“I had been born into a raging ocean where I swam relentlessly, flailing my arms in hope of rescue, of reaching a shoreline I never sighted. Never solid ground beneath me, never a resting place. I had lived with only the desperate hope to stay afloat; that and nothing more. But when at last I wrote my first words in the page, I felt an island rising beneath my feet like the back of a whale”.
Jimmy Santiago Baca’s description of being able to write shows how impactful it was on his experience; however, many prisoners do not get this chance because 75% of inmates are illiterate (Tikkanen, 2010). Due to the lack of educational programs in prisons, there is little chance of the prisoners learning to read, write, or gain any educational knowledge while they’re being “rehabilitated”. By preventing prisoners from gaining access to educational programs, it is also preventing a large part of the population from contributing to society. Mandatory education programs in today’s prisons are crucial because they lower the rate of recidivism and help former inmates attain full time jobs which in turn encourages them to maintain their rehabilitated lives.
The increased level of rehabilitation that is brought about thr...
... middle of paper ...
...ore pertinent for the younger population.
As shown by the evidence previously presented, mandatory education programs in prisons are very important because they have positive effects on not only the prisoners themselves, but on our society as a whole. There is a plethora of information and studies that support the benefits of correctional education programs rather than just physical labor in prisons. These programs help prisoners to adjust to their new lives following their release and maintain their freedom by lowering the chance of recidivism. The programs allow prisoners to obtain fulltime jobs that in turn help them to acclimate back into society and support themselves in a productive and positive manner. By excluding the mind from being rehabilitated while in prison, not only the inmates are at loss, but our community as a whole and each one of us inside of it.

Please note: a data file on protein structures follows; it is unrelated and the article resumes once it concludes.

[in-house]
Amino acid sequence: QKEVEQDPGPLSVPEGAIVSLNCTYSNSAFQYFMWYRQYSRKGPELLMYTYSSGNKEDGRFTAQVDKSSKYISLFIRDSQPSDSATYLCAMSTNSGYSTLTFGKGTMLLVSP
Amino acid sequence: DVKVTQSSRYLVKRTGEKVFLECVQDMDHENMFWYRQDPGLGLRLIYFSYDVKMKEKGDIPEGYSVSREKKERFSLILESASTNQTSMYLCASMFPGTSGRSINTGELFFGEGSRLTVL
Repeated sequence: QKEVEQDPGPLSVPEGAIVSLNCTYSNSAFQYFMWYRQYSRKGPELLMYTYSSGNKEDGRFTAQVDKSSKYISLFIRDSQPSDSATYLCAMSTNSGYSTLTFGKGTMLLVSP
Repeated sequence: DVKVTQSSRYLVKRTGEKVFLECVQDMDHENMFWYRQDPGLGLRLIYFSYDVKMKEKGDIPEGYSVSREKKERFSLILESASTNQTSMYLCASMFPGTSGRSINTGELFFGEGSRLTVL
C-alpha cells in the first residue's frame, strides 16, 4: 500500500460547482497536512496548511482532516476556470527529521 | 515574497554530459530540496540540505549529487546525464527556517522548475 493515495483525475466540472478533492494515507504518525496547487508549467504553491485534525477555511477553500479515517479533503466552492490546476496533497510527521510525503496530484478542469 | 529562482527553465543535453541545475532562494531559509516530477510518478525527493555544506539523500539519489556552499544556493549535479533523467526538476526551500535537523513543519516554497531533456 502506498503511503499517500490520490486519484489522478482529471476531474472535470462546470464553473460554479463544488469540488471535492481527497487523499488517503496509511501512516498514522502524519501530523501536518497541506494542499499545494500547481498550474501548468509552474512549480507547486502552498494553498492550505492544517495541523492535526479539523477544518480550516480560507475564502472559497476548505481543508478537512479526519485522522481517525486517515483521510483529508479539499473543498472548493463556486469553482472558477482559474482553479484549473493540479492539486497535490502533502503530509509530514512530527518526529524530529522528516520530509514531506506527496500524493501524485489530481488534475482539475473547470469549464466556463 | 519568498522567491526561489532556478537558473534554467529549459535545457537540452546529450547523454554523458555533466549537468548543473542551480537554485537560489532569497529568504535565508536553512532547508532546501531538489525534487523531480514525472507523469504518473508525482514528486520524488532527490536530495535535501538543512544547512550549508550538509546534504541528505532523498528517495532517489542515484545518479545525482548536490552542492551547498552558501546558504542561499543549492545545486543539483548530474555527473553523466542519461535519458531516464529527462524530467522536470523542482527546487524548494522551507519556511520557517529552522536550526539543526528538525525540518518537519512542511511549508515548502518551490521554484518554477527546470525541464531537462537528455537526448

Need Writing Help?
Get feedback on grammar, clarity, concision and logic instantly.Check your paper »
- A Twisted Journey In life there are times when things go wrong and you are out of fortune. The only way to evaluate your self-identity and character is to get back up on your feet and turn your problems around. In this memoir, A Place to Stand, Jimmy Santiago Baca (2001), demonstrates his adversities throughout his life. Baca’s parent was a big influence in process of creating his own identity. He encounters many obstacles as well as meeting a wide range of different people in society in positive and negative ways.... [tags: Family, Grandparent, Mother, Father]
1355 words (3.9 pages)
- Amy Tan's Mother Tongue and Jimmy Santiago Baca's Coming Into Language In the course of reading two separate texts it is generally possible to connect the two readings even if they do not necessarily seem to be trying to convey the same message. The two articles, “Mother Tongue” by Amy Tan, and “Coming Into Language” by Jimmy Santiago Baca, do have some very notable similarities. They are two articles from a section in a compilation about the construction of language. The fact that these two articles were put into this section makes it obvious that they will have some sort of connection.... [tags: Tan Baca Mother Tongue Language Essays]
1017 words (2.9 pages)
- Is it possible to make vital life changes to become a better person at heart. Who’s the one that can help you. The only person that will get you up on your feet is yourself, and you have to believe deeply to make those changes. In this essay there are many main points that are being brought across to explain the problems and wisdom that arose from Baca’s life as an inmate. It talks about how he was grown up into an adult and the tragedies that he had to face in order to become one. Later I fallow steps that lead to the purpose and rhetorical appeals of Baca’s essay.... [tags: Coming into Language]
1080 words (3.1 pages)